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Massacre Prevented at Kentucky Black Church? Kroger Shooter Tried Church First

Massacre Prevented at Kentucky Black Church? Kroger Shooter Tried Church First

Gregory A. Bush, 51, charged following the killing of two black people in Kentucky on October 24, 2018. | (Screenshot: CNN)

The white man who killed two black people at a Kentucky grocery store last week had tried minutes before to enter an African-American church, with fears it could have led to a massacre.

Gregory A. Bush, 51, was arrested and charged with murder shortly after he shot dead two people, Maurice Stallard and Vickie Jones, at a Kroger grocery on Wednesday, CNN reported. 

"Our hearts break for the families of the those we lost to the tragedy at the Jeffersontown Kroger," said Russell M. Coleman, the U.S. attorney for the Western District of Kentucky.

"The murders are not being taken lightly by the United States government. Federal investigators are supporting local law enforcement and examining this matter from the perspective of federal criminal law, which includes potential civil rights violations such as hate crimes," he added.

The suspect apparently pulled out his gun and shot Stallard in the back of the head when he walked in the Kroger, before proceeding to shoot him several times on the floor. He then walked outside the store and shot dead Jones, who was in the parking lot.

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Surveillance video has shown that he tried to enter First Baptist Church in Jeffersontown, which has a predominantly African-American congregation, just 10 to 15 minutes earlier, however. With as many as 70 people present at the church earlier in the day, fears are there could have been a massacre if he was successful.

"Loss of life anywhere is pretty tragic, but just to think that an hour and a half earlier we had 70 people in the church," church administrator Billy Williams said.

"But by the time he came through, all doors were locked, and there were probably eight or 10 still in the building," Williams added, according to WDRB.com.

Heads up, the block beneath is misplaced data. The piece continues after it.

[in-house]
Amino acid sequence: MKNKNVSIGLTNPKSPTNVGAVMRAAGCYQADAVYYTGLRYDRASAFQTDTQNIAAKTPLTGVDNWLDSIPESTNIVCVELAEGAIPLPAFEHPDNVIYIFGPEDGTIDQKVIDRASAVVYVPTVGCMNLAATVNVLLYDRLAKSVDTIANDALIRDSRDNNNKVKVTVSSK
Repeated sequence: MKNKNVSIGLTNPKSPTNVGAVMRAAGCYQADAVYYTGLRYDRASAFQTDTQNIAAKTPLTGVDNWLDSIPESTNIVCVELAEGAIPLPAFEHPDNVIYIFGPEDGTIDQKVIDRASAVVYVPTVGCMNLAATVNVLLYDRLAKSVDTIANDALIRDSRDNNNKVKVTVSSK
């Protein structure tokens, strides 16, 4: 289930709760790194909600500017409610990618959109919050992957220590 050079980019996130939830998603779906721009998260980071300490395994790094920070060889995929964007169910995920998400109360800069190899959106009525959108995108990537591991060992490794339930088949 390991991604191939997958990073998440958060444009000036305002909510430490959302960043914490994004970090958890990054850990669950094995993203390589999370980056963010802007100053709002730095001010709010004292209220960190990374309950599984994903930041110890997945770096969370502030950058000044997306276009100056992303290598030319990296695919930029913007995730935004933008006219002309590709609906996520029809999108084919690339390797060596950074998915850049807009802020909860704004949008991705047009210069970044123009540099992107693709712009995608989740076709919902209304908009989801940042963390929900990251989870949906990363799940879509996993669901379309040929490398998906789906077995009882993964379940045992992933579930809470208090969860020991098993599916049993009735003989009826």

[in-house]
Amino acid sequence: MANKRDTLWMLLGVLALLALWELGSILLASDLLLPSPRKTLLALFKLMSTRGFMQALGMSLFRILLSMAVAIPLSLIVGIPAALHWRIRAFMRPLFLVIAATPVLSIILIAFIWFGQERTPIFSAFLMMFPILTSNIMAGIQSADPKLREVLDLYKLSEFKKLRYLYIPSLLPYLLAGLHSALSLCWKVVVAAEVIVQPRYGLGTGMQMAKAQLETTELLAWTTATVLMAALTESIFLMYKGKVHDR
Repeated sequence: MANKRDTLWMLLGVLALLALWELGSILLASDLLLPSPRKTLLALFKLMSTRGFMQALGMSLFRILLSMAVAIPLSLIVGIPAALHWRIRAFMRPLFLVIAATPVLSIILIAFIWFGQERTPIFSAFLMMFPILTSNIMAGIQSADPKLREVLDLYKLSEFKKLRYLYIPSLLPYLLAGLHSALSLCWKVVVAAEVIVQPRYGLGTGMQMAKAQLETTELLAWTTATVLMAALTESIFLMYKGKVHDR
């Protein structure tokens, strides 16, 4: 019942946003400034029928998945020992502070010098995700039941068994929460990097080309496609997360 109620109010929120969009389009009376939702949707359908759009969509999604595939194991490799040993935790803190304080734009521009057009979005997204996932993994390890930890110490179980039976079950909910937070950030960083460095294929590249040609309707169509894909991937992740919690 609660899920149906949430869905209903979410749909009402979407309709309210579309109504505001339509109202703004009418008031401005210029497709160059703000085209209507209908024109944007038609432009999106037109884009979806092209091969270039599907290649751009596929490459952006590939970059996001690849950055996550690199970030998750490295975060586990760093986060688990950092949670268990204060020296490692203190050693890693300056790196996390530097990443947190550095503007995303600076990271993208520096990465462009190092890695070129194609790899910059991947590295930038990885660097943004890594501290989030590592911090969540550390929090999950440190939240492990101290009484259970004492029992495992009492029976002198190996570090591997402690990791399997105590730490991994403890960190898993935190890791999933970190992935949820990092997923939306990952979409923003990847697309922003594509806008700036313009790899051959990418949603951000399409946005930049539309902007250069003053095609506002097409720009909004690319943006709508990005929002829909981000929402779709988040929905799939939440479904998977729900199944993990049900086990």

The Associated Press added that Bush has a history of mental illness and violence. His ex-wife is reportedly an African-American woman, who received protection against him in 2009 following violent outbursts. The woman had told police that he used racial slurs against her during a custody exchange of their son.

What is more, Bush physically assaulted his elderly parents in 2009, who told police that they were "terrified of (his) unpredictable behavior." Following the incident, a judge prohibited Bush from possessing firearms for two years, ordering him to comply with mental health treatment.

City police chief Sam Rogers said that it was too early to confirm whether the grocery shooting was racially motivated.

"I can't speculate on motive at this time," Rogers said on Thursday. "We are pursuing all avenues of the investigation no matter where that takes us or what it involves."

The FBI added, however, that it is "evaluating the evidence to determine if there were any violations of federal law," and if a hate crime was committed.

Louisville Mayor Greg Fischer slammed what he called an "epidemic of gun violence" that "hit close to home."

"People getting shot at a grocery store, a school, outside a church. Can't we all agree that that is unacceptable?" Fischer asked.

On Sunday, the congregation at First Baptist spoke out against hate and division in America.

"We need to change our hearts," said pastor Kevin Nelson.

Nelson also called for faith and forgiveness to defeat "evil men and their ugliness."

"We've been here since 1833," he added, according to Louisville Courier Journal. "We don't plan to go anywhere."

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